36 offer is to be treated as having been made.”

WITHDRAWING OR CHANGING THE TERMS OF A PART 36 OFFER GENERALLY

There are now express rules which deal with withdrawing or changing an offer. The important point here is that where an attempt is made to vary an offer in terms which is more advantageous to the recipient of the offer this is not treated as a variation but as a brand new Part 36 offer.

“36.9.—(1) A Part 36 offer can only be withdrawn, or its terms changed, if the offeree has

not previously served notice of acceptance.
(2) The offeror withdraws the offer or changes its terms by serving written notice of the
withdrawal or change of terms on the offeree.
(Rule 36.17(7) deals with the costs consequences following judgment of an offer which is
withdrawn.)
(3) Subject to rule 36.10, such notice of withdrawal or change of terms takes effect when
it is served on the offeree.
(Rule 36.10 makes provision about when permission is required to withdraw or change the
terms of an offer before the expiry of the relevant period.)
(4) Subject to paragraph (1), after expiry of the relevant period—
(a) the offeror may withdraw the offer or change its terms without the permission of
the court; or
(b) the offer may be automatically withdrawn in accordance with its terms.
(5) Where the offeror changes the terms of a Part 36 offer to make it more advantageous
to the offeree—
(a) such improved offer shall be treated, not as the withdrawal of the original offer;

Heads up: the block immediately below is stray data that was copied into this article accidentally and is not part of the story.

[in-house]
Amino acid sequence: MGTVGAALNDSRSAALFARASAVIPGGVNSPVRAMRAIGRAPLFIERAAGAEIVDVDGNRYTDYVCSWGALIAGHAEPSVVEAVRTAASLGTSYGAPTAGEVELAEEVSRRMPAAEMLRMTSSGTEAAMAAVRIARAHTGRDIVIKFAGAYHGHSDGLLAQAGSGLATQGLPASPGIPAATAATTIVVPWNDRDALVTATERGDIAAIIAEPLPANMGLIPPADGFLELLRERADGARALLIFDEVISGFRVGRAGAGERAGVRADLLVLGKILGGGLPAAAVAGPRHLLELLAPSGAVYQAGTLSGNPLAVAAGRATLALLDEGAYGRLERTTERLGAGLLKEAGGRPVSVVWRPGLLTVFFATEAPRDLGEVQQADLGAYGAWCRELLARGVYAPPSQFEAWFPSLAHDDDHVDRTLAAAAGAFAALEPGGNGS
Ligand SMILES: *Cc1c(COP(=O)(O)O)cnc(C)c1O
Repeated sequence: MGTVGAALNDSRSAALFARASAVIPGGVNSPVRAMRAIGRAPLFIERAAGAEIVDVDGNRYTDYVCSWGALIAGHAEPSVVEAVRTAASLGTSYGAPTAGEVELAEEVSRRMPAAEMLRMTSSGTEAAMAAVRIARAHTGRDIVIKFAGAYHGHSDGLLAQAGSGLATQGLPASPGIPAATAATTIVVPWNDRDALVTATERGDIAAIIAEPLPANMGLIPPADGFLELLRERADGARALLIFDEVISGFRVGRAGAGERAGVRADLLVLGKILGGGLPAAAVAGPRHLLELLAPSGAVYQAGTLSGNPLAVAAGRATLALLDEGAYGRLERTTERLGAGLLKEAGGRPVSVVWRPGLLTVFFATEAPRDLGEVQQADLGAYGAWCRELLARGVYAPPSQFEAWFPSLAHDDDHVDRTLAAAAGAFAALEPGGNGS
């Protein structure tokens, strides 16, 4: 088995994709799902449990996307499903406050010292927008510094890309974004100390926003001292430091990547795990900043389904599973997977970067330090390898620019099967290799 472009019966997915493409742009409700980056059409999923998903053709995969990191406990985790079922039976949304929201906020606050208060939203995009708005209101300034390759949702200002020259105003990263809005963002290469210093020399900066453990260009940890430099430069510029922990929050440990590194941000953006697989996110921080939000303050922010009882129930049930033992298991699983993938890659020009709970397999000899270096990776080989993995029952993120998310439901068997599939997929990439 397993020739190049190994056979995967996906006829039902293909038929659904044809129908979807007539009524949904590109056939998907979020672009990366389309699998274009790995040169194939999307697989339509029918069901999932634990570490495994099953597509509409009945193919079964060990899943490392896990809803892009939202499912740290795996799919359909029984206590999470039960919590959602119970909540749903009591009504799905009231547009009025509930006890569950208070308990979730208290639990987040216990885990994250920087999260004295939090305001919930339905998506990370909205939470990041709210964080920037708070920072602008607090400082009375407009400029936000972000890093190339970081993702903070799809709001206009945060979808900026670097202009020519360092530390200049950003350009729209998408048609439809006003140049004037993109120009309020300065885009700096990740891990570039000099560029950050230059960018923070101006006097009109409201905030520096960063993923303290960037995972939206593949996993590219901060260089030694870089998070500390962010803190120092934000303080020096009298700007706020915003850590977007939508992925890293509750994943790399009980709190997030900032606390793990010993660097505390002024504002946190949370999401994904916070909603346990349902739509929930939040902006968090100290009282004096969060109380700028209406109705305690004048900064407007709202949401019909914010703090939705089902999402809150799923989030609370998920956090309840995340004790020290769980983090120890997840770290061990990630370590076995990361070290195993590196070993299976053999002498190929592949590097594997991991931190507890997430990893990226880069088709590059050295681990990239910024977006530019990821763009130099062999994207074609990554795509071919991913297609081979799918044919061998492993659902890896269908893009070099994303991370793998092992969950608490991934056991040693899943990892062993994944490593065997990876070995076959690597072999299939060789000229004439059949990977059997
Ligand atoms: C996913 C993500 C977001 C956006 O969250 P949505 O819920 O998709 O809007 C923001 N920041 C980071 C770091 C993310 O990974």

but as the making of a new Part 36 offer on the improved terms; and
(b) subject to rule 36.5(2), the period specified under rule 36.5(1)(c) shall be 21 days
or such longer period (if any) identified in the written notice referred to in
paragraph (2).”

WITHDRAWING OR CHANGING THE TERMS OF A PART 36 OFFER BEFORE THE EXPIRY OF THE RELEVANT PERIOD

An offer can only be withdrawn within the offer period with the permission of the court. Then only if the court is satisfied there should be a change of circumstances and that it is in the interests of justice to give permission.

“36.10.—(1) Subject to rule 36.9(1), this rule applies where the offeror serves notice before expiry of the relevant period of withdrawal of the offer or change of its terms to be less advantageous to the offeree.

(2) Where this rule applies—
(a) if the offeree has not served notice of acceptance of the original offer by the expiry
of the relevant period, the offeror’s notice has effect on the expiry of that period;
and
(b) if the offeree serves notice of acceptance of the original offer before the expiry of
the relevant period, that acceptance has effect unless the offeror applies to the court
for permission to withdraw the offer or to change its terms—
(i) within 7 days of the offeree’s notice of acceptance; or
(ii) if earlier, before the first day of trial.
(3) On an application under paragraph (2)(b), the court may give permission for the
original offer to be withdrawn or its terms changed if satisfied that there has been a change
of circumstances since the making of the original offer and that it is in the interests of
justice to give permission”

ACCEPTANCE OF A PART 36 OFFER